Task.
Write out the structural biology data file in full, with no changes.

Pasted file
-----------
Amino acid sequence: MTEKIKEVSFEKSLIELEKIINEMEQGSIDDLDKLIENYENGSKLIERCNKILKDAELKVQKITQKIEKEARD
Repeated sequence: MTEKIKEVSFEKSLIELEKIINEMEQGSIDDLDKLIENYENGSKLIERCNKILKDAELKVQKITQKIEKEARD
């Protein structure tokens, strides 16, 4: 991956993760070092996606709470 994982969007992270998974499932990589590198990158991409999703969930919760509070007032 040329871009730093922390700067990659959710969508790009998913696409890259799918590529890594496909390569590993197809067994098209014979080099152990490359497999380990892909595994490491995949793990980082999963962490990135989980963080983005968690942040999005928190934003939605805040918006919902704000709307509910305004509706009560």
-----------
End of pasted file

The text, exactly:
Amino acid sequence: MTEKIKEVSFEKSLIELEKIINEMEQGSIDDLDKLIENYENGSKLIERCNKILKDAELKVQKITQKIEKEARD
Repeated sequence: MTEKIKEVSFEKSLIELEKIINEMEQGSIDDLDKLIENYENGSKLIERCNKILKDAELKVQKITQKIEKEARD
């Protein structure tokens, strides 16, 4: 991956993760070092996606709470 994982969007992270998974499932990589590198990158991409999703969930919760509070007032 040329871009730093922390700067990659959710969508790009998913696409890259799918590529890594496909390569590993197809067994098209014979080099152990490359497999380990892909595994490491995949793990980082999963962490990135989980963080983005968690942040999005928190934003939605805040918006919902704000709307509910305004509706009560």